This pattern continued for a couple of years and the time between updates progressively grew wider and wider. It blew out to a month, then two months, then eventually I stopped updating my blog.
All the effort I had initially put in to get my blog going was lost. I didn’t get back into blogging for almost five years because I was really disappointed with myself for abandoning it.
When I restarted blogging, I made a commitment to becoming more disciplined and that has not only helped me create more content than I’ve ever done before, it has only helped me form the foundation of building a stronger platform online.
Making a commitment to becoming more disciplined does require a certain level of confidence, courage and clarity. Here are five things that will happen when we commit to becoming more disciplined, which will compound over time, and bring us even better results.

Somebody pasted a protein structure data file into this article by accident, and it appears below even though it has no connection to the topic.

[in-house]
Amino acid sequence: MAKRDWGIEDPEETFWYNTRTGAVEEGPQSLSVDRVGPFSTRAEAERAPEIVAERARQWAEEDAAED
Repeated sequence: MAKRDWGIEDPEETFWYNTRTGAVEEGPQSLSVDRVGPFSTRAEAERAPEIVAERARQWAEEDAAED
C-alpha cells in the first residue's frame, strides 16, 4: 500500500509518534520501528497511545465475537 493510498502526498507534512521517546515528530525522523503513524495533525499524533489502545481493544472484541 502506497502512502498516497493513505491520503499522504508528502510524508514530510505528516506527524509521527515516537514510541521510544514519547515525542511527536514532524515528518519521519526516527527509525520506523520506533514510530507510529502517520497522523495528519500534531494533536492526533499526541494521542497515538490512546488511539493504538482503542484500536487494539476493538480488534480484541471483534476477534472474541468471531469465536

- You will build more trust with yourself and others. All too often, we want to make a positive change in our lives and start off well but lose momentum once the initial excitement has gone away. Just think of New Year’s resolutions! Once we start following through on what we say we will do, it increases our level of trust in ourselves, which in turn, will increase the level of trust others have with us.
- You will stand out and get noticed by those who matter. When I look at people who are making a big impact in the world, one thing they all have in common is they are consistent in the value or service they provide. Consistency requires a high level of discipline which results in them standing out from those who provide similar services. If you look at anyone who is doing really well with podcasting or with video marketing or with blogging, they all have stood out from the pack and have attracted a large following by being consistent.